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I'm trying to follow the example the python manual gives for interfacing with SQLite. This first line of code seems to not be working correctly:

import sqlite3

So trying to import python's sqlite3 module is trying to import python's datetime from the calling scripts directory instead of wherever it lives, as seen from the traceback below. I cant figure out why. What am I missing?

Traceback (most recent call last):
  File "sqlite_test.py", line 3, in <module>
    import sqlite3
  File "/usr/lib/python2.7/sqlite3/__init__.py", line 24, in <module>
    from dbapi2 import *
  File "/usr/lib/python2.7/sqlite3/dbapi2.py", line 24, in <module>
    import datetime
  File "/home/brian/dev/py/datetime.py", line 3, in <module>
    now = datetime.now()
AttributeError: 'module' object has no attribute 'now'
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2 Answers

up vote 4 down vote accepted

Just rename /home/brian/dev/py/datetime.py module to something other than datetime.py, cause it has the same name with the datetime builtin module.

Please avoid naming your modules with the same name as standard-library or built-in module names.

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Thank you... I wont make that mistake again. –  mrteachman Jan 22 '13 at 21:05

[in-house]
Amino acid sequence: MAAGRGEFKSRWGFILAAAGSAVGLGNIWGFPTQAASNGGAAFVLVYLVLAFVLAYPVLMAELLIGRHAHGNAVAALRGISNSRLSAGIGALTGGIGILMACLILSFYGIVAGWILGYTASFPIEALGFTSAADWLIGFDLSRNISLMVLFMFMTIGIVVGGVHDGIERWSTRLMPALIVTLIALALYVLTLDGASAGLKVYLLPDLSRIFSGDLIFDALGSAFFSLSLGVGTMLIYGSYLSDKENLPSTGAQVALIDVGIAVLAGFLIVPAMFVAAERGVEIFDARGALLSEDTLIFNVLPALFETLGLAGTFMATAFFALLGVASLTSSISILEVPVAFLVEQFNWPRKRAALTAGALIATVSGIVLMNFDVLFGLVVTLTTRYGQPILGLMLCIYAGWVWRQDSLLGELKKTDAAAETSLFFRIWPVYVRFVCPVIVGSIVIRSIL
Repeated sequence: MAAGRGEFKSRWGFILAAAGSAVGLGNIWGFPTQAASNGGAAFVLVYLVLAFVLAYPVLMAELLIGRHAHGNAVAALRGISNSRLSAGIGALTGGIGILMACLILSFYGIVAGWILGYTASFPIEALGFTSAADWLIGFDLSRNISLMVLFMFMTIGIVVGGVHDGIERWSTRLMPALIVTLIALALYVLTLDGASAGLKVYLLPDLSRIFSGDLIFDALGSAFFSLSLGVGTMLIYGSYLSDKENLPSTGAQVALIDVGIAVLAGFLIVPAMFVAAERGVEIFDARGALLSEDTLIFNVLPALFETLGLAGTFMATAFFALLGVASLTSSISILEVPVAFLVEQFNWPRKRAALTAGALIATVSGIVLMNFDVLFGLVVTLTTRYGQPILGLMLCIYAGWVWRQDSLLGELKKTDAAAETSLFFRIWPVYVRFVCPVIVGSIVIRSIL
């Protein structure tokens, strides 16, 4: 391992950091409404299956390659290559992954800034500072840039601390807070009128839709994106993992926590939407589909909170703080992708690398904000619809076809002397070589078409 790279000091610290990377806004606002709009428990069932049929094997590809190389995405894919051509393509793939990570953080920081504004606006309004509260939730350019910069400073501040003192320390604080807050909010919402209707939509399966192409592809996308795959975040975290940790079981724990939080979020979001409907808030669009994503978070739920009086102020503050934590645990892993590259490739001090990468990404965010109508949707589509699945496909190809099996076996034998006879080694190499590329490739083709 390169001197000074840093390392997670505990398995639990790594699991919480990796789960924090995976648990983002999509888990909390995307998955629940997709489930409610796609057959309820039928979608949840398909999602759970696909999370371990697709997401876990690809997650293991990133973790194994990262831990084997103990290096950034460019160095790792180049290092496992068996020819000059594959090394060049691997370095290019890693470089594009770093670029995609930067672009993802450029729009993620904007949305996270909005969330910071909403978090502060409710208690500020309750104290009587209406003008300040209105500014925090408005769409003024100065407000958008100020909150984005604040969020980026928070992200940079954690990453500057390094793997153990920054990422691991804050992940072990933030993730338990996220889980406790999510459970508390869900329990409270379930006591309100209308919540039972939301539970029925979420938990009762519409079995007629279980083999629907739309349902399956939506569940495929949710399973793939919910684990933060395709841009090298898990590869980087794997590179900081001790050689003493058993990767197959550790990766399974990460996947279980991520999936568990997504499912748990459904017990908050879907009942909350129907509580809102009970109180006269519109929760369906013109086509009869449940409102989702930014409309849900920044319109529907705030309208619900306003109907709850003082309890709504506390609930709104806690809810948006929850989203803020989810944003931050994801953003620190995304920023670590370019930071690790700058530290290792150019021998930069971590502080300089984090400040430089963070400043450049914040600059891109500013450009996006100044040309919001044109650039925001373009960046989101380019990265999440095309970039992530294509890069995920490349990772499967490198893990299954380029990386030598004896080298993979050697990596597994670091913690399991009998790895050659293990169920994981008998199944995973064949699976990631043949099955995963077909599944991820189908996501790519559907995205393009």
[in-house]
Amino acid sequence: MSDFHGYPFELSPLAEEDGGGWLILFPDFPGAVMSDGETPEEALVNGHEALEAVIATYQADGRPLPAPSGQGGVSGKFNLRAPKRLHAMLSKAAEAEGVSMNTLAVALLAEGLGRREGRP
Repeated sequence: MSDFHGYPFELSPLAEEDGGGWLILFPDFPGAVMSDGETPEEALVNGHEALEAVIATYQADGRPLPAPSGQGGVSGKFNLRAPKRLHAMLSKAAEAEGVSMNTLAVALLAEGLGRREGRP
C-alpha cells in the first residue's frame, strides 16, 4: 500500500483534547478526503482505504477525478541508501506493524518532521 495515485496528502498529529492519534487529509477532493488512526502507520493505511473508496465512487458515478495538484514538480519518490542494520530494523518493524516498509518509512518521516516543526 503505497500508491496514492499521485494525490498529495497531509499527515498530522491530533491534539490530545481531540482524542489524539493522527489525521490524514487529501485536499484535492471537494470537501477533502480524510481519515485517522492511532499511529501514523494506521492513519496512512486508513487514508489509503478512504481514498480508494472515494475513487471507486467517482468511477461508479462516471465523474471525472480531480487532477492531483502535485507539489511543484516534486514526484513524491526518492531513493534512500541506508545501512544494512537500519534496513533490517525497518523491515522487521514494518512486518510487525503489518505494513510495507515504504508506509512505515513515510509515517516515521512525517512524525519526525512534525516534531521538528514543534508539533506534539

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In a little more detail, there is a Python built-in module called datetime, which is used to manage -- well, you know.

You've created a file called datetime.py, which corresponds to a module called datetime. Since sqlite wants to use the Python built-in datetime module, it imports it -- but the fact that you have created a file with the same name in the same directory means that Python's prioritisation rules will choose that over the builtin.

As an analogy, if you'd created a file sqlite3.py in your working directory, import sqlite3 would give you that module instead of the builtin one.

Moral of the story: don't shadow built-in names.

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Thank you for the analogy! –  mrteachman Jan 22 '13 at 21:09
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